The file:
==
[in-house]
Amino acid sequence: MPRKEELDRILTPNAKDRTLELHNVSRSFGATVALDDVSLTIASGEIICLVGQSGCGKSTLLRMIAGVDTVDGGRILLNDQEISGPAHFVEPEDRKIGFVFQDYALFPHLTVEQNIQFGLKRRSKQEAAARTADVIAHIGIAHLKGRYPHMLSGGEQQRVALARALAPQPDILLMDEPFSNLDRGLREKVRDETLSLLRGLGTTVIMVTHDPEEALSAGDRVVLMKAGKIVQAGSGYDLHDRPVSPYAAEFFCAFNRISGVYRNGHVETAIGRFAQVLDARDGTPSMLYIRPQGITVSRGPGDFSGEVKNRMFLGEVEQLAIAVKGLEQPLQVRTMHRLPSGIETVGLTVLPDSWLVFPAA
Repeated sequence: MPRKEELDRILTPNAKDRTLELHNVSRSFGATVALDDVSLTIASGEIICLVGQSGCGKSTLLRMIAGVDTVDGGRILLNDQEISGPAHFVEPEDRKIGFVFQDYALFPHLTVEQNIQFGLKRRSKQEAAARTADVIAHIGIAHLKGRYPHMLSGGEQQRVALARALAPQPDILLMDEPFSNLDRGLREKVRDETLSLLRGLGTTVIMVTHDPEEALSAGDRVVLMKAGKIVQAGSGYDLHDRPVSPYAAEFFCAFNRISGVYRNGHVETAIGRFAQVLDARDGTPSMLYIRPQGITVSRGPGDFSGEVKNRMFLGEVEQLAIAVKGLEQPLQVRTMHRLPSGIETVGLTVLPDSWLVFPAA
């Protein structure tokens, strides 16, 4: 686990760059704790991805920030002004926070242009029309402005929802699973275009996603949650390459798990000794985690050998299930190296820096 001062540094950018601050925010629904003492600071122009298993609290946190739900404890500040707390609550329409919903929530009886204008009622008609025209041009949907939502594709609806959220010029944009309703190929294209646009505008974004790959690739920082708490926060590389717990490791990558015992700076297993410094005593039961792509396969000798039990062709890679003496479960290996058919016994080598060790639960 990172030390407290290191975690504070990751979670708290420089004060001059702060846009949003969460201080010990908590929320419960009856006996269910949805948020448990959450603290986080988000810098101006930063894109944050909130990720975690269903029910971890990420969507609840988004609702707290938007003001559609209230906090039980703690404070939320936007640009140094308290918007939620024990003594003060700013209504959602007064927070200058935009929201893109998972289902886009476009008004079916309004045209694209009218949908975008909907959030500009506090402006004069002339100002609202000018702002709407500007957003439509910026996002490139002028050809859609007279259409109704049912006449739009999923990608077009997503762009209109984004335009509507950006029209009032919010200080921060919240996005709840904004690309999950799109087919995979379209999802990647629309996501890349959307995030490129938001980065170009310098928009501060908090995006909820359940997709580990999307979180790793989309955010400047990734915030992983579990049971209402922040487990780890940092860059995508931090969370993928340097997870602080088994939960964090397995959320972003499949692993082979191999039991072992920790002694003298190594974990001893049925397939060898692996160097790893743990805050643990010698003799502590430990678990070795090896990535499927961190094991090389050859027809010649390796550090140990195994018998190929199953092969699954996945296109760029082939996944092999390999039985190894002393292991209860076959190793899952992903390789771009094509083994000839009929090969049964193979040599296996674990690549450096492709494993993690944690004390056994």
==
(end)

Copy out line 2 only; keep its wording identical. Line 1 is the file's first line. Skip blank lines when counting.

Amino acid sequence: MPRKEELDRILTPNAKDRTLELHNVSRSFGATVALDDVSLTIASGEIICLVGQSGCGKSTLLRMIAGVDTVDGGRILLNDQEISGPAHFVEPEDRKIGFVFQDYALFPHLTVEQNIQFGLKRRSKQEAAARTADVIAHIGIAHLKGRYPHMLSGGEQQRVALARALAPQPDILLMDEPFSNLDRGLREKVRDETLSLLRGLGTTVIMVTHDPEEALSAGDRVVLMKAGKIVQAGSGYDLHDRPVSPYAAEFFCAFNRISGVYRNGHVETAIGRFAQVLDARDGTPSMLYIRPQGITVSRGPGDFSGEVKNRMFLGEVEQLAIAVKGLEQPLQVRTMHRLPSGIETVGLTVLPDSWLVFPAA